The beginnings of the professional field now known as student affairs can be traced to 1890 at Harvard University when then President Charles Eliot “asked LeBaron Russell Briggs, a young and popular English instructor, to serve as a ‘student dean’... to look after undergraduates” (Sandeen, 2004, p. 30). Later Deans of Men and Deans of Women were foundational in the professionalization of the field and the establishment of practices for higher education student services. They also formed professional associations, influenced early research on students, and urged the academy to consider the “whole student.” In short, what is now known as the Dean of Students could be considered the quintessential student affairs role.
Today, much in the higher education landscape has shifted and the Dean of Students may be more central than ever. As compared to previous Deans, on many college and university campuses today's Dean of Students is now: responsible for addressing a more complex set of student concerns,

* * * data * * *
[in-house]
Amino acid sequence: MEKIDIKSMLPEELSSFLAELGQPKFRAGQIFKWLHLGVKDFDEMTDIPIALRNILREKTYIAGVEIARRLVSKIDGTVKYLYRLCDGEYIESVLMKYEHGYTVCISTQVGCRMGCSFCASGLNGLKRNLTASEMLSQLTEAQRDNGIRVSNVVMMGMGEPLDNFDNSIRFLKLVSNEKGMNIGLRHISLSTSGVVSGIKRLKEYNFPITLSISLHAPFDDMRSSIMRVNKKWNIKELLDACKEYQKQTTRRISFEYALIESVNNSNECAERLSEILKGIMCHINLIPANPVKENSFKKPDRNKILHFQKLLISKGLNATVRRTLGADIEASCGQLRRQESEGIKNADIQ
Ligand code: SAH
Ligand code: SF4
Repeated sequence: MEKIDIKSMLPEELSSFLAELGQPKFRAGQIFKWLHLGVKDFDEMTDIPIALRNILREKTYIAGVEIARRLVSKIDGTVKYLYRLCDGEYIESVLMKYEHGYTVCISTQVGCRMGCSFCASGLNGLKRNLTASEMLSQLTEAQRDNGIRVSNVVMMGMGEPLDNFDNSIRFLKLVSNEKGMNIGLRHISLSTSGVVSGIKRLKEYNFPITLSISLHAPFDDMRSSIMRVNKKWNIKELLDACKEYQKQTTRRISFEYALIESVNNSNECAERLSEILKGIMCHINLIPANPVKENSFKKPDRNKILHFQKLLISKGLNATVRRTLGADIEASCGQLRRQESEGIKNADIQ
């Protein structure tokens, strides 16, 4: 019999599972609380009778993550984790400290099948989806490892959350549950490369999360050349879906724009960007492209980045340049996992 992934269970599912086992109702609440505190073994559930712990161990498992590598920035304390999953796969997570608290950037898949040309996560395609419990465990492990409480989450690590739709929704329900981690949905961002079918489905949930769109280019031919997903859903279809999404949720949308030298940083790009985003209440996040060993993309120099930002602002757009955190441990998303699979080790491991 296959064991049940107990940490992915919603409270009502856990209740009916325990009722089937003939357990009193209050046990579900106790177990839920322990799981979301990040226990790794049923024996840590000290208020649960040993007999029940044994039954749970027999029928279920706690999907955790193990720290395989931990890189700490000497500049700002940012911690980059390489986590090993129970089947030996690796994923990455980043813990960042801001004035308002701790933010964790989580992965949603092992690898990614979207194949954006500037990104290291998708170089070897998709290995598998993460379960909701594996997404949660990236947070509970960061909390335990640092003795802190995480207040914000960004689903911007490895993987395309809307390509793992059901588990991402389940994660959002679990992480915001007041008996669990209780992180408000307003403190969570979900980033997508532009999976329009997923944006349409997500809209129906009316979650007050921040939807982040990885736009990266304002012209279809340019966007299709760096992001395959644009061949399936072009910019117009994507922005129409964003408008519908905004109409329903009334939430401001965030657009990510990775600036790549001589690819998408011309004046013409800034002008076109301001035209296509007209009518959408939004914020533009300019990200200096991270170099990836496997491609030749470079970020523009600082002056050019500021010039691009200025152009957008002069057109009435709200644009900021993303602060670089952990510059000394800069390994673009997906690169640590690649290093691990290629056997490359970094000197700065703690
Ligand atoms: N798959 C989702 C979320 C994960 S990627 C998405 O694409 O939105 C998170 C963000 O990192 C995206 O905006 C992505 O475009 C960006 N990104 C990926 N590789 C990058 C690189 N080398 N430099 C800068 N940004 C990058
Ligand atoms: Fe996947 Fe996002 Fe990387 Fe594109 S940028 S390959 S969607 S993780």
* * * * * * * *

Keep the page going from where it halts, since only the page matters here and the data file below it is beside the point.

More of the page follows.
beholden to new constituencies on and off campus, and experiencing oversight within a more strict regulatory and legal context.
On this episode of Student Affairs Live, host Heather Shea will discuss with a large panel of current and recent Deans of Students how and why the Dean of Students role has changed and the leadership skills and professional competencies present-day Deans of Students need to be successful in this multifaceted role. Joining Heather to discuss the shifting responsibilities of this complex position are Craig Chatriand, Tim Gordon, Paul Shang, Kendal Washington White, and Lee Burdette Williams.